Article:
Executing Your Plan

You have a plan that’s specific to your business. Now what? How do you execute on this big picture plan? Start by using your budget and forecast to run your business by the numbers. Running your business by the numbers also means tracking Key Performance Indicators (KPI’s) and establishing a regular cadence for meetings to be able to execute your plan and measure your results.


Key Performance Indicators (KPI’s) tell you something specific about a small segment in your business that may point to something bigger in your financials. Your financials give you the high-level overview of what happened. There are three main parts of your financials you should always pay attention to:

  1. Balance Sheet: This is going to tell you whether your business is safe or risky.
  2. Statement of Cash Flows: The #1 reason given for business failure is a lack of cash, so you want to look here to see where your cash is going.
  3. Income Statement or Profit & Loss Statement: This will show how well you are operating your business model. Are you successful in doing what you said you’re going to do and making money doing it?

The best part is you can pull numbers out of your financials and turn them into KPI’s that will give you a forward-looking information about the business. KPI’s are metrics that look ahead and give you a more in-depth look at what’s going on in your business. The financials are a roadmap that tell you what happened.


You have your business plan and a set annual budget. Why is it set? It’s set because a budget lasts the full year. It’s your best estimate of what’s going to happen within that timeframe. As always though, things change. Within the year, you will lose people, hire people, lose customers, gain customers etc. and all these changes will impact your financials, which means your budget may start to look out of date. You can fix this with a forecast. To properly forecast, you roll one quarter back and then roll three quarters forward. What happened in the last quarter and what’s coming up in the next three quarters? You can start to anticipate what’s going to occur based on these changes that you didn’t see when you first created your budget.

You can also think of your budget as your target. You want to keep your target steady and you don’t change it because you need to know exactly where your arrow hit on that overall target. You’ll be better able to adjust if you don’t fool yourself by moving the target around and getting incorrect information to run your business. When you do reforecast, you’re simply reforecasting cash, income, etc. so you know where you’re going to be and more importantly, you’re not changing the budget. If you leave your budget as-is and stay the course, you can manage your business by the real numbers.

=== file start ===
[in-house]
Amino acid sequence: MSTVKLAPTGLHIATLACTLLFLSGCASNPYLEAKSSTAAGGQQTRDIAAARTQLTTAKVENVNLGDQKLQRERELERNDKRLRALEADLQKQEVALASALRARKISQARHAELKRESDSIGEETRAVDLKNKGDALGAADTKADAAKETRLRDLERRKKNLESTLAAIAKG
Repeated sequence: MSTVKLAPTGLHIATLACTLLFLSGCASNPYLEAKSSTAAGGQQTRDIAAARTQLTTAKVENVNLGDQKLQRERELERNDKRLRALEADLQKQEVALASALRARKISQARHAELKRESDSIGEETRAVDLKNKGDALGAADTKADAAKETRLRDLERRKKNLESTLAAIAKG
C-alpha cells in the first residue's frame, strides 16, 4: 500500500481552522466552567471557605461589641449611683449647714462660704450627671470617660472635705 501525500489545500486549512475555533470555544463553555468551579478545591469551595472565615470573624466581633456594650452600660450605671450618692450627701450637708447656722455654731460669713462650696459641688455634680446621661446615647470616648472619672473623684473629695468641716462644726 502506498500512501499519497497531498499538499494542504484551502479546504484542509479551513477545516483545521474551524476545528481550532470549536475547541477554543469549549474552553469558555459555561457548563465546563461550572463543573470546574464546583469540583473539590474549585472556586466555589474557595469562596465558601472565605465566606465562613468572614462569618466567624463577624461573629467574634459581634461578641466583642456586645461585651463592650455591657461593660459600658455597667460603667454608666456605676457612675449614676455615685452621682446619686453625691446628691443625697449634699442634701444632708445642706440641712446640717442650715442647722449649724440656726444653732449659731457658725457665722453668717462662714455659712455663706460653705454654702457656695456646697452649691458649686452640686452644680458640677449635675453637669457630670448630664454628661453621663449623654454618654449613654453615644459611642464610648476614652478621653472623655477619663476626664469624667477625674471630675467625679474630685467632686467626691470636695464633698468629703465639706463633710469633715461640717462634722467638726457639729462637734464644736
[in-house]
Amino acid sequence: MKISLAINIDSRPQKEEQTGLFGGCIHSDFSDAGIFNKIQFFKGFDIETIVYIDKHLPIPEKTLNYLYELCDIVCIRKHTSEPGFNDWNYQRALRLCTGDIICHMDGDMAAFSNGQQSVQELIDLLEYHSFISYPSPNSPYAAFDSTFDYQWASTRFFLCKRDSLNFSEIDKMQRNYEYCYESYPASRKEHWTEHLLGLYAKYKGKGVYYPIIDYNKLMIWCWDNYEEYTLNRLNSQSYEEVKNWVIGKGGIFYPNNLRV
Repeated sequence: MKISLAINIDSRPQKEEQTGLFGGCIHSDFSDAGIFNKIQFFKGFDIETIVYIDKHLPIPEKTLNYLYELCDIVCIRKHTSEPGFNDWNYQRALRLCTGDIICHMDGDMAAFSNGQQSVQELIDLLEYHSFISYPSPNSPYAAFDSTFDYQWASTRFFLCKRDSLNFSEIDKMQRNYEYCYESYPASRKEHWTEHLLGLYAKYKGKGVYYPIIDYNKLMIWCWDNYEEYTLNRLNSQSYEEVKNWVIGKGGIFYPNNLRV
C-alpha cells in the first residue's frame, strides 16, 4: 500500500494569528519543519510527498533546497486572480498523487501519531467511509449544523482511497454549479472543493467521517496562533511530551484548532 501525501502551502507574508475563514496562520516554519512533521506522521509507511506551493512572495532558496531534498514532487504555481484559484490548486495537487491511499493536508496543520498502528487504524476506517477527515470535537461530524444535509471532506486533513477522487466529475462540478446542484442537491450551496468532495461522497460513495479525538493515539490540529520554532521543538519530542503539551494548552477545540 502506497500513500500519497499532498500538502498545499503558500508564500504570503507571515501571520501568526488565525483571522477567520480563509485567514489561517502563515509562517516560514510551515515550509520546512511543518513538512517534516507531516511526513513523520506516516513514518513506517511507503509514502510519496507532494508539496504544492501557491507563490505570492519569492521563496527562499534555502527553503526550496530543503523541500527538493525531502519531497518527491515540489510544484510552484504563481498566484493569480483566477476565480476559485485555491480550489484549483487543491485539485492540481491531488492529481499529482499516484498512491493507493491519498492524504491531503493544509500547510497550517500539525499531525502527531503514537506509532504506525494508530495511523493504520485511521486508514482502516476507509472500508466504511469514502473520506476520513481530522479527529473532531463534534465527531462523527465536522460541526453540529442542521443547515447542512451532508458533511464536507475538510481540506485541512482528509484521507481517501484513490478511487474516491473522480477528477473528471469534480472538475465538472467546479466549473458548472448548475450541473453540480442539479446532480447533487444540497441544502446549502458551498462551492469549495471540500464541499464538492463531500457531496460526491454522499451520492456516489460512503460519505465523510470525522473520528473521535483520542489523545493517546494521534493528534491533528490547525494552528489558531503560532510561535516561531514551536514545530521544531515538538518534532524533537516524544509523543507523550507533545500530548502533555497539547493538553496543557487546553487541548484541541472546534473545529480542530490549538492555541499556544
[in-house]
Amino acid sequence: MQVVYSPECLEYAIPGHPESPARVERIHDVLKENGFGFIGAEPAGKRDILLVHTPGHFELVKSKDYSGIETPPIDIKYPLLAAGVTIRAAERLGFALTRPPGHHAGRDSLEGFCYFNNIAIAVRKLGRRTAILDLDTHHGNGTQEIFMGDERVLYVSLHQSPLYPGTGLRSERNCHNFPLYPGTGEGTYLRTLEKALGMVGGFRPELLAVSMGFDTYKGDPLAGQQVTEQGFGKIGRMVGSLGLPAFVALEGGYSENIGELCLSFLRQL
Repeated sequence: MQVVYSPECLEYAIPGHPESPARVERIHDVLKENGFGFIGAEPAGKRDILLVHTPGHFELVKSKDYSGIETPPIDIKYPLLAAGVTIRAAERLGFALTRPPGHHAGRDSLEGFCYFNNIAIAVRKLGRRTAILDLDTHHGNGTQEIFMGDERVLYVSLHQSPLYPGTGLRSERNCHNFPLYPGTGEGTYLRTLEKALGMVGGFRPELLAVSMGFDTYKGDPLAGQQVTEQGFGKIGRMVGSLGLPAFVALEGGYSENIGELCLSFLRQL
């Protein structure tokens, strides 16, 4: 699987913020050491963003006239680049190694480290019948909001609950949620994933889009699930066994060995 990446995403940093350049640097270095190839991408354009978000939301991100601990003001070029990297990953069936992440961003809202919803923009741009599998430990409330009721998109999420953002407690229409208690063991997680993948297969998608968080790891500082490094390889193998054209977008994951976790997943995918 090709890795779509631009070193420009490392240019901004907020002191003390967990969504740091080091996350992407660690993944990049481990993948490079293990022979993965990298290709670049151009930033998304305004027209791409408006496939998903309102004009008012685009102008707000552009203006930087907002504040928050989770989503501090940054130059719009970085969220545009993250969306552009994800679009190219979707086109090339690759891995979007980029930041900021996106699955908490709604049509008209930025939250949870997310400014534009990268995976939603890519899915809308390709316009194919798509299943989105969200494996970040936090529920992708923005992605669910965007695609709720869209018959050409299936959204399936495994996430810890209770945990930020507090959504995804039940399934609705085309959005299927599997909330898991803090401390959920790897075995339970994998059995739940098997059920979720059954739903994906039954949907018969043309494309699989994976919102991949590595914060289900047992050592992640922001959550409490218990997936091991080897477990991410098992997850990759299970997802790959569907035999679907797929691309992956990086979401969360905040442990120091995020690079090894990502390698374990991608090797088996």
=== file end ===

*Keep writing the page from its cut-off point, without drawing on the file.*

Another key aspect of executing on your business plan is how to best manage it. At TGG, we like to set up our budgets by management divisions, so each person has monthly responsibilities and KPI’s to track. We have monthly executive management meetings where everyone self-reports on their successes or failures based on their metrics. We also have a weekly huddle with our executive team. We spend 5 minutes going around letting everyone know what happened last week, what’s going on this week, and if anyone needs help. A quick roundtable increases communication and team bonding, so everyone is informed as to what’s going on in the organization at all times.

On an annual basis, you’ll want to gather your executive team for a comprehensive meeting to drill down on the strategy and vision for the business. Reiterate the strategy and vision throughout the year, but only focus once a year on the long-term plan. That’s the big picture. Schedule weekly huddles, monthly management meetings, and an annual strategy meeting to fully execute your business plan.